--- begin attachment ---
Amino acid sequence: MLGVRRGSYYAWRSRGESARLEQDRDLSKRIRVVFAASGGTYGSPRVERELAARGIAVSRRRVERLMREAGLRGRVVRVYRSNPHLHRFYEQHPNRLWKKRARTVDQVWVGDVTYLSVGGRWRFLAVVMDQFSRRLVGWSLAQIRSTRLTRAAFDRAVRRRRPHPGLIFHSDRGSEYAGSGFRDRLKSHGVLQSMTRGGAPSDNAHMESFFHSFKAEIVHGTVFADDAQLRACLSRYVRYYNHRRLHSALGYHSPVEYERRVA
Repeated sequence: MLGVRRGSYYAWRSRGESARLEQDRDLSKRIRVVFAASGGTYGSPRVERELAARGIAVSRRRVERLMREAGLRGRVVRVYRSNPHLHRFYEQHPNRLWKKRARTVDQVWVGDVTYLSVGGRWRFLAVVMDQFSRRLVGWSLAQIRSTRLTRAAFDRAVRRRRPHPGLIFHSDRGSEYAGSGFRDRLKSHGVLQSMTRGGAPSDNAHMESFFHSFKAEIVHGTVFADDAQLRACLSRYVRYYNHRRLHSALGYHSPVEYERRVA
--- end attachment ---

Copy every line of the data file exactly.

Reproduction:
Amino acid sequence: MLGVRRGSYYAWRSRGESARLEQDRDLSKRIRVVFAASGGTYGSPRVERELAARGIAVSRRRVERLMREAGLRGRVVRVYRSNPHLHRFYEQHPNRLWKKRARTVDQVWVGDVTYLSVGGRWRFLAVVMDQFSRRLVGWSLAQIRSTRLTRAAFDRAVRRRRPHPGLIFHSDRGSEYAGSGFRDRLKSHGVLQSMTRGGAPSDNAHMESFFHSFKAEIVHGTVFADDAQLRACLSRYVRYYNHRRLHSALGYHSPVEYERRVA
Repeated sequence: MLGVRRGSYYAWRSRGESARLEQDRDLSKRIRVVFAASGGTYGSPRVERELAARGIAVSRRRVERLMREAGLRGRVVRVYRSNPHLHRFYEQHPNRLWKKRARTVDQVWVGDVTYLSVGGRWRFLAVVMDQFSRRLVGWSLAQIRSTRLTRAAFDRAVRRRRPHPGLIFHSDRGSEYAGSGFRDRLKSHGVLQSMTRGGAPSDNAHMESFFHSFKAEIVHGTVFADDAQLRACLSRYVRYYNHRRLHSALGYHSPVEYERRVA